A typical ASP consists of an aeration tank and a clarifier as shown above. In the aeration tank, microorganisms utilize oxidized organic materials for their growth and energy. Microorganisms then form a biological floc which gets suspended due to aeration. For 4 to 8 hours later the floc is allowed to overflow into the clarifier. After being in the clarifier for 1 to 2 hours, gravity forces the floc to settle in the bottom.

The settled material is then drained from the bottom while the treated wastewater is allowed to flow from the top of the clarifier. Organic matter leaves the system in three ways; as part of the settled material, as C02 or with the effluent [9]. The quality of the effluent depends on biomass growth in the aeration tank therefore a part of the sludge (settled biomass) is recycled back to the aerated tank to keep a balance between biomass concentration and waste material in the tank.

A basic ASP may be extended to include biological removal of nitrogen. Nitrogen removal requires a two-step configuration with aerobic and anoxic tanks. A basic ASP designed to include the biological removal of nitrogen is shown in Figure 1.3. In the aerated tank, ammonia nitrogen is converted into nitrate through nitrification process while in the anoxic tank nitrate is converted into nitrogenous gas through denitrification process. This is how nitrogen leaves the system: it is converted into a gas that disperses into the atmosphere.

Figure 1.3: Typical layout of the ASP incorporating biological nitrogen removal [10].

A basic ASP may be further extended to include biological removal of phosphorus. Phosphorus in wastewater is in the form of polyphosphate granules. These polyphosphate granules are used as energy source by the Polyphosphate-Accumulating Organisms (PAO) under anaerobic conditions.

Modeling and identification of bioprocesses

The concept of dynamic model plays a key role in Automatic control. It is indeed based on the knowledge of the evolution through time of the process that occurs throughout the design, analysis and implementation of control and monitoring methods. As part of bioprocesses, the most common way to determine which models are used to characterize the dynamics of the process is to consider differential equations of material balances (and possibly of energy) of the main components of the process [5]. This type of approach is based on physical laws and/or fundamental principles (structured approach or non-structured) who highlight the internal functioning of the system, at least the macroscopic point of view. This is a modeling approach where the model parameters are related to the physical description of biochemical conversions. These models are very suitable for the design objectives, sizing and optimization of bioprocesses [18].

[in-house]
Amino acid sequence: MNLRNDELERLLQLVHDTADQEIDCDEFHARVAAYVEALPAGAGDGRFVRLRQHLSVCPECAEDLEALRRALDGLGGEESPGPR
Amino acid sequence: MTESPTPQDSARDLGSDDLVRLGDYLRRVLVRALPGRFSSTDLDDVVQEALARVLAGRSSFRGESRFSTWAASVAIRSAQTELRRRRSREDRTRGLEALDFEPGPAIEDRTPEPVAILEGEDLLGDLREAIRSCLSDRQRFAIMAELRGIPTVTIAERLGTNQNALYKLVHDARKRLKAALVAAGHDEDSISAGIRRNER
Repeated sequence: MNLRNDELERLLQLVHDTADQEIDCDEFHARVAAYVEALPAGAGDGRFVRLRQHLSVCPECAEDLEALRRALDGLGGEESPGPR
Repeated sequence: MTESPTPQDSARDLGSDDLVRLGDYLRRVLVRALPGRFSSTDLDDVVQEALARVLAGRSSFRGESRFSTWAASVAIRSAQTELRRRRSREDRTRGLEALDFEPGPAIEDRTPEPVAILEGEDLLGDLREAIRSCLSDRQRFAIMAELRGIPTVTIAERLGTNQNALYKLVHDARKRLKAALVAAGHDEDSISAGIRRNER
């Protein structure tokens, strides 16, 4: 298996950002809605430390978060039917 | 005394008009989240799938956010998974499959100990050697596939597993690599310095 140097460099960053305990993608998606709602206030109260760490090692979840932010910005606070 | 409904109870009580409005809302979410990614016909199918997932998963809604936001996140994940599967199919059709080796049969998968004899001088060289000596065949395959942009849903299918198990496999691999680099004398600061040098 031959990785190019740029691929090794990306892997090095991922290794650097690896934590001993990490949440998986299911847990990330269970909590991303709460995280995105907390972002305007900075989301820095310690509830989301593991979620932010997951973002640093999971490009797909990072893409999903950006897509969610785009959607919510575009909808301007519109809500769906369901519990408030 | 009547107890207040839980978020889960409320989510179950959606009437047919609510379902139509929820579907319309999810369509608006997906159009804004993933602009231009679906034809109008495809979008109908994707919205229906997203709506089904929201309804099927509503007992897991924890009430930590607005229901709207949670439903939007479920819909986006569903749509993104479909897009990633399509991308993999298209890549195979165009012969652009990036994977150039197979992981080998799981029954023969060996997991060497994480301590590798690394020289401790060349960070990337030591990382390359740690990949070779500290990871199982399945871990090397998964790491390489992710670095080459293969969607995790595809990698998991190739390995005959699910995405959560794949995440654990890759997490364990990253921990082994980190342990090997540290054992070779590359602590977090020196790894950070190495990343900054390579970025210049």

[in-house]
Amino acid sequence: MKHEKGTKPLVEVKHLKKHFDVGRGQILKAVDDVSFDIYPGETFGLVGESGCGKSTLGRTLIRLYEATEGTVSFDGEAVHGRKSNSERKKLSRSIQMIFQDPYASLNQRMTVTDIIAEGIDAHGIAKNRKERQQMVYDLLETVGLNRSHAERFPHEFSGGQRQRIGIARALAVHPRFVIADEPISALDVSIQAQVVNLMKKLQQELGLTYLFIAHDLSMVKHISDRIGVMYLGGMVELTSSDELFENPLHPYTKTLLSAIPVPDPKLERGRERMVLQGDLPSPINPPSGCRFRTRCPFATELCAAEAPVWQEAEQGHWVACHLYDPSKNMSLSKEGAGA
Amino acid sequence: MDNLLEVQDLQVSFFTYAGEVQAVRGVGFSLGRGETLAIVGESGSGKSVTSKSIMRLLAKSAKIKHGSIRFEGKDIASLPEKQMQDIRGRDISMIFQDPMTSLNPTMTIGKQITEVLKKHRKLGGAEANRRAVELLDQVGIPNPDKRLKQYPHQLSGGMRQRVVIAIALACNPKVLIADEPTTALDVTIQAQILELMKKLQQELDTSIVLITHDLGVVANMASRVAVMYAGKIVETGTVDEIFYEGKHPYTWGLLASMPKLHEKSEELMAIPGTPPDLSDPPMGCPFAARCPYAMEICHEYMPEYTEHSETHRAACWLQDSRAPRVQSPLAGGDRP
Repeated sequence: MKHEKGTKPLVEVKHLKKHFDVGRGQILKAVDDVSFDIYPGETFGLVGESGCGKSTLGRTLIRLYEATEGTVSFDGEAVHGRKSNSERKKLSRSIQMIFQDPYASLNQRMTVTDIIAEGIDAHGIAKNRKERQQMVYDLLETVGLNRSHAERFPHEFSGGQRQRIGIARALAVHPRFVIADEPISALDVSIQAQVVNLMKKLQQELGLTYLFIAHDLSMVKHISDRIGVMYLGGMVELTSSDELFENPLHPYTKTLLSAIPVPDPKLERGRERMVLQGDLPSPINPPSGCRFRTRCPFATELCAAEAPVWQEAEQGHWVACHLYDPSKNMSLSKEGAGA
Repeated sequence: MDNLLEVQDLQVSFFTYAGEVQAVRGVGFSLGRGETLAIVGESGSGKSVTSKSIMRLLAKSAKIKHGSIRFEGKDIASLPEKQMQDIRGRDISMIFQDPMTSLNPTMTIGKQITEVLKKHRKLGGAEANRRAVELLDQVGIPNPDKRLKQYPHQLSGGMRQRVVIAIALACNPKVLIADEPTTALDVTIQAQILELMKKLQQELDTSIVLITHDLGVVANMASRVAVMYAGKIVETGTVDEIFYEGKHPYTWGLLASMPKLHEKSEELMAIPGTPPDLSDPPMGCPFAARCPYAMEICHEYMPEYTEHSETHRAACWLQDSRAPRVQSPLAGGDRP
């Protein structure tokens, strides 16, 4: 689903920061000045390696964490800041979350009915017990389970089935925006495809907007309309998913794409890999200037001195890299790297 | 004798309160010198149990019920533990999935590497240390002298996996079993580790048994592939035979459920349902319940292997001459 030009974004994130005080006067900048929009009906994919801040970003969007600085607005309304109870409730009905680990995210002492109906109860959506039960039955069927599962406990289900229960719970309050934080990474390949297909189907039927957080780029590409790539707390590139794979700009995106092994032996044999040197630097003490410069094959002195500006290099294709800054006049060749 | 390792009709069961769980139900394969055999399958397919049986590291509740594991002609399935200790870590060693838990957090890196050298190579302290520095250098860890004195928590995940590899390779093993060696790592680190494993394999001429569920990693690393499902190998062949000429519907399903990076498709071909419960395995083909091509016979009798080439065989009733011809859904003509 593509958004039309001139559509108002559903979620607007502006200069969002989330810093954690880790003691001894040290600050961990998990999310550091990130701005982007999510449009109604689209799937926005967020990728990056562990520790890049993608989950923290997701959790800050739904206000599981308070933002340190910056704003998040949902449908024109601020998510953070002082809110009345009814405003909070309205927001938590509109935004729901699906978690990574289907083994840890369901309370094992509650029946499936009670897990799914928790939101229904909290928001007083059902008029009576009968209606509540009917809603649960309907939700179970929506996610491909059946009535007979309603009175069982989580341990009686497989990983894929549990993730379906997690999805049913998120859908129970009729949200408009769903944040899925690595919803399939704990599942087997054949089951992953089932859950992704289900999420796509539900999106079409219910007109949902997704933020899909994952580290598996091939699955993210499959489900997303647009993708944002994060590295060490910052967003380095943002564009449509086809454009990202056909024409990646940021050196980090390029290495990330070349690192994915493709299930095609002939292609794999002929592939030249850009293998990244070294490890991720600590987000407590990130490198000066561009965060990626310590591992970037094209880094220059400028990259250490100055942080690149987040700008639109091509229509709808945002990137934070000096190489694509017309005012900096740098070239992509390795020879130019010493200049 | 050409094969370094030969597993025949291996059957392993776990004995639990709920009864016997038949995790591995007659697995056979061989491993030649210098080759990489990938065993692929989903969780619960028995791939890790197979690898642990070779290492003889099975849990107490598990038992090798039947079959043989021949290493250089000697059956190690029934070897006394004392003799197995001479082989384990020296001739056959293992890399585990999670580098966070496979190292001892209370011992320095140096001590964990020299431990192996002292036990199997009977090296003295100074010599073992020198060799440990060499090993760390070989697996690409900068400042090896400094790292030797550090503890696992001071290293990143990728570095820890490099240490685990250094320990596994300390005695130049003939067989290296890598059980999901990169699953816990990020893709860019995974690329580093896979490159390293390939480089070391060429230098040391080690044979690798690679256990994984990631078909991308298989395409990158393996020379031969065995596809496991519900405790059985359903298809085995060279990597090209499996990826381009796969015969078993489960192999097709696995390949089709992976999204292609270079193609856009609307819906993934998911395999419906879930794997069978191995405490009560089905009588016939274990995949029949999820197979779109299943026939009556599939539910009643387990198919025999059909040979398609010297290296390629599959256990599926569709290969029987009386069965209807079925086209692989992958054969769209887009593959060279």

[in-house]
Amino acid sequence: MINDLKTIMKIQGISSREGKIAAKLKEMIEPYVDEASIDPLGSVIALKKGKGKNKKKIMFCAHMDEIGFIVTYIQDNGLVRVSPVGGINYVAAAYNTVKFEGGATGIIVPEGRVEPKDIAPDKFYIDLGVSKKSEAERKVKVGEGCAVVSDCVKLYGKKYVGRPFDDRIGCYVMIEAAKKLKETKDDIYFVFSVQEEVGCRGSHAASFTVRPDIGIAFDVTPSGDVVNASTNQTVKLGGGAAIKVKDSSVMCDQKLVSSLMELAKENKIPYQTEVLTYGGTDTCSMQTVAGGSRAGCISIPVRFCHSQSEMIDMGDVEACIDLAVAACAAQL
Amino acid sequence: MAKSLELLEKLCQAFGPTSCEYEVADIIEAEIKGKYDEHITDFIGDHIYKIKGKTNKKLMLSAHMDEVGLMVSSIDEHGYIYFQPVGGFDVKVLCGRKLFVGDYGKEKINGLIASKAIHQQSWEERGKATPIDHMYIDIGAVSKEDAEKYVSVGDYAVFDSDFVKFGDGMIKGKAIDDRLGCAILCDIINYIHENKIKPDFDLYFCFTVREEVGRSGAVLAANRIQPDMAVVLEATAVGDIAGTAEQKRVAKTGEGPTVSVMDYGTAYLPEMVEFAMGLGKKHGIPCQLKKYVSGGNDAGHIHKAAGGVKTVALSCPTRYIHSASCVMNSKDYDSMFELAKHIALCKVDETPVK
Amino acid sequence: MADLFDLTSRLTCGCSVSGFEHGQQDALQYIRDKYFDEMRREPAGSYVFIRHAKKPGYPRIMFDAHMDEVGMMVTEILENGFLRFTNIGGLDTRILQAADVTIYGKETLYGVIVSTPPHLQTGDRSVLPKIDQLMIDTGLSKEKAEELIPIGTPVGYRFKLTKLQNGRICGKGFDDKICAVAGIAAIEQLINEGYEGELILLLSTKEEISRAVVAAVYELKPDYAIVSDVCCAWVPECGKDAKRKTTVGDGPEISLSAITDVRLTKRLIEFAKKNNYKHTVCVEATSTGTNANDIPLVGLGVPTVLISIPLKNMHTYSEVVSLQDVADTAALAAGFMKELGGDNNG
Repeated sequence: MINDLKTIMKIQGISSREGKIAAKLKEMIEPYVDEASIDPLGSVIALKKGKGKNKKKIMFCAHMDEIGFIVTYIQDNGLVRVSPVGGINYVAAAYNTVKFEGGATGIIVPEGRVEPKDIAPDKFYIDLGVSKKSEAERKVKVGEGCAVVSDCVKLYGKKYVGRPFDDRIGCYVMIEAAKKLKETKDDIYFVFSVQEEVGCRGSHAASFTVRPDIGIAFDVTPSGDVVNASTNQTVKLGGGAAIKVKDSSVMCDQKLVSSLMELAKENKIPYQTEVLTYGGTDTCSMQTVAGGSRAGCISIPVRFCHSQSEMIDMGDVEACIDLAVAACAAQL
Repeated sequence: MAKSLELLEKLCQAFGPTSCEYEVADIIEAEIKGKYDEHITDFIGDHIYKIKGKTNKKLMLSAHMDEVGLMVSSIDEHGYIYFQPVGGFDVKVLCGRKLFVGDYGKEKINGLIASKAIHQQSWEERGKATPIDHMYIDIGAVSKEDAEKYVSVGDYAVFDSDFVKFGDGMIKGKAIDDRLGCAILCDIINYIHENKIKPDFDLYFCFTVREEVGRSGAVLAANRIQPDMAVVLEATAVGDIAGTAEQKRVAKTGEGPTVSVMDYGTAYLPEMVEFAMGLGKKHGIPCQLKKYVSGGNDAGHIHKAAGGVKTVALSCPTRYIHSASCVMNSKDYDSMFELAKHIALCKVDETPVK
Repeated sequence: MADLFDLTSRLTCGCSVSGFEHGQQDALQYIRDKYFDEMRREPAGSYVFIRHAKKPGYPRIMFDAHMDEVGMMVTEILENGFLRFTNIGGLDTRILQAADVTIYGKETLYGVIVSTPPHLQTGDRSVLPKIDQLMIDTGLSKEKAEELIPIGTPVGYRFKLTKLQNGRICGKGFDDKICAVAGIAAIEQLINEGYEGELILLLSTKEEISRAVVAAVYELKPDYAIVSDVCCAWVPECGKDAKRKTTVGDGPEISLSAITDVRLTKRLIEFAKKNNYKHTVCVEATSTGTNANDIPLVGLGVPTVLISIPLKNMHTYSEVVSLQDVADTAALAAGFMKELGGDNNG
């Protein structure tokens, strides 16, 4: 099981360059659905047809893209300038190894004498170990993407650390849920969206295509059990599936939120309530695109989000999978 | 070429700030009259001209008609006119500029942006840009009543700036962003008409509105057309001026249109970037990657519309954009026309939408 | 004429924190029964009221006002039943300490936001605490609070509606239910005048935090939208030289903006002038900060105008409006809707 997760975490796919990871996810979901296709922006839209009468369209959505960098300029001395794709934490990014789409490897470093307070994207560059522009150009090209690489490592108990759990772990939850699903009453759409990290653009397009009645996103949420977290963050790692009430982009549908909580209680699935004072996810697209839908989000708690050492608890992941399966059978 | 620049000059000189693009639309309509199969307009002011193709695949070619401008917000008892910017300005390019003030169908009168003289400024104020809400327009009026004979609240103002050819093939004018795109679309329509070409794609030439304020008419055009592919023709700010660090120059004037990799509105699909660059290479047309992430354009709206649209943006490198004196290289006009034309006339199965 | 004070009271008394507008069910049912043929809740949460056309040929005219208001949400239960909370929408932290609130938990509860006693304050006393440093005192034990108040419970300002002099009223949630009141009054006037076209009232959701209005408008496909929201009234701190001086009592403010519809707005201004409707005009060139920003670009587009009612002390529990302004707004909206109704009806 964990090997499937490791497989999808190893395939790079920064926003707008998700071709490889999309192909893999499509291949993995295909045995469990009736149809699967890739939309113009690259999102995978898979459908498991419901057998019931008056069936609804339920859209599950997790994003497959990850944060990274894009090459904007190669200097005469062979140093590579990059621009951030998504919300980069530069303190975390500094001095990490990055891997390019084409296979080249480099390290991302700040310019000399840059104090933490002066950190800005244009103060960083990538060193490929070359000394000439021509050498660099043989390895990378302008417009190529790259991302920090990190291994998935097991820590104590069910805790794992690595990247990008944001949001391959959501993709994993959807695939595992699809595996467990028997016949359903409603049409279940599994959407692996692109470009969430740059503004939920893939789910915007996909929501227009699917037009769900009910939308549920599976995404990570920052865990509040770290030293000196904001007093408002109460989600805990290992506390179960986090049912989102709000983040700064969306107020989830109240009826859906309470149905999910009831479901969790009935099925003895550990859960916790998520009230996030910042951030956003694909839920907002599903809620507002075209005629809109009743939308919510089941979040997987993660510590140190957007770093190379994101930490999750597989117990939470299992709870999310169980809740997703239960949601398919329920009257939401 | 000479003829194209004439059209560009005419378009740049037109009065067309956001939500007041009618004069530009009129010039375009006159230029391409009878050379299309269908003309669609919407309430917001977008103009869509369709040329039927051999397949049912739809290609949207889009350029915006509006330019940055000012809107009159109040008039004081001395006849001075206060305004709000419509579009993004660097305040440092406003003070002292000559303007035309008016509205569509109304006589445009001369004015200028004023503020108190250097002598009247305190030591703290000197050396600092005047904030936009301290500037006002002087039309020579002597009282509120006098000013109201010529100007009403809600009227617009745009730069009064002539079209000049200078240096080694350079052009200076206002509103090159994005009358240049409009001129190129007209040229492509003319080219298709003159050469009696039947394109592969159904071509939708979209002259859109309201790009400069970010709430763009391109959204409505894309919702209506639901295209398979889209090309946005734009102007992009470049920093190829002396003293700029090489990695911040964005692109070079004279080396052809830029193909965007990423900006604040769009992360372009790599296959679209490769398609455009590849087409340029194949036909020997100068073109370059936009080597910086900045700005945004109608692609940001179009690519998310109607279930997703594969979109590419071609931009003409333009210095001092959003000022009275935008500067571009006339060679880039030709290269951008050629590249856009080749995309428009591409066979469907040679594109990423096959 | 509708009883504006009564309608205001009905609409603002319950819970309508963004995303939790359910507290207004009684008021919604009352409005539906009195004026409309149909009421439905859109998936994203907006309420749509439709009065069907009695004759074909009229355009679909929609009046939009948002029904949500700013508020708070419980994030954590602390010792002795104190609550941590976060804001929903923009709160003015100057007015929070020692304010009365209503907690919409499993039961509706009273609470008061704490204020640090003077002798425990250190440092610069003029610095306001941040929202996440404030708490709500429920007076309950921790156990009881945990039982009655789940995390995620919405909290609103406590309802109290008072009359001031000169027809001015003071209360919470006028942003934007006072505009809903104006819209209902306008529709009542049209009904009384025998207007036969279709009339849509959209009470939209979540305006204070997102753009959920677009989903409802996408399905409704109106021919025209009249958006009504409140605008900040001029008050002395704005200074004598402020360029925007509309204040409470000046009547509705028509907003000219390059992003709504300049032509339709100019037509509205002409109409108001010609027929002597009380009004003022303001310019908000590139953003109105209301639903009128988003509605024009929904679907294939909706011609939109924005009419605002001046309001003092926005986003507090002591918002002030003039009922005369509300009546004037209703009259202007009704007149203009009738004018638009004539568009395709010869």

An important aspect of material balance models is that they consist of two types of terms representing respectively the conversion and transport. The conversion includes the kinetics at which the various biochemical reactions of the process take place and conversion efficiencies of various biomass substrates and products. The dynamics of transportation includes transit of the material within the process in solid, liquid or gaseous phenomena and phase transfer.

Control of bioprocesses

The process control aims are the improvement (optimization) of the performance, quality and economic efficiency of the processes while ensuring their safety general and that of operators, as well as respecting the legislation of the environment. In the context of bioprocesses, characterized by its nonlinear dynamics and complex nature, this objective may result in the development and implementation of hardware implementations and/or software, to maintain the biological process under operating conditions stable and, if possible, optimal in spite of internal/external perturbations could affecting their correct operation [5]. Disturbances that influence these systems are due to the nonstationarity of biological phenomena (internal variation) or action on the system of unknown inputs (not measured) such that the concentrations of different substrates, pH, presence of toxic, temperature, bias on the sensors and/or actuators, etc. [17]. Although the use of control strategies proves necessary to optimize the operation of biological processes, control, in the conventional sense employed in Engineering Sciences, today it is applied only hardly.

As we noted earlier, two types of difficulties largely explain this lack of generalized application of sophisticated control systems in bioprocessing: the first is related to the dynamics modeling of bioprocesses and the second is related to instrumentation and difficulty in measuring online reliably all the key variables of the process.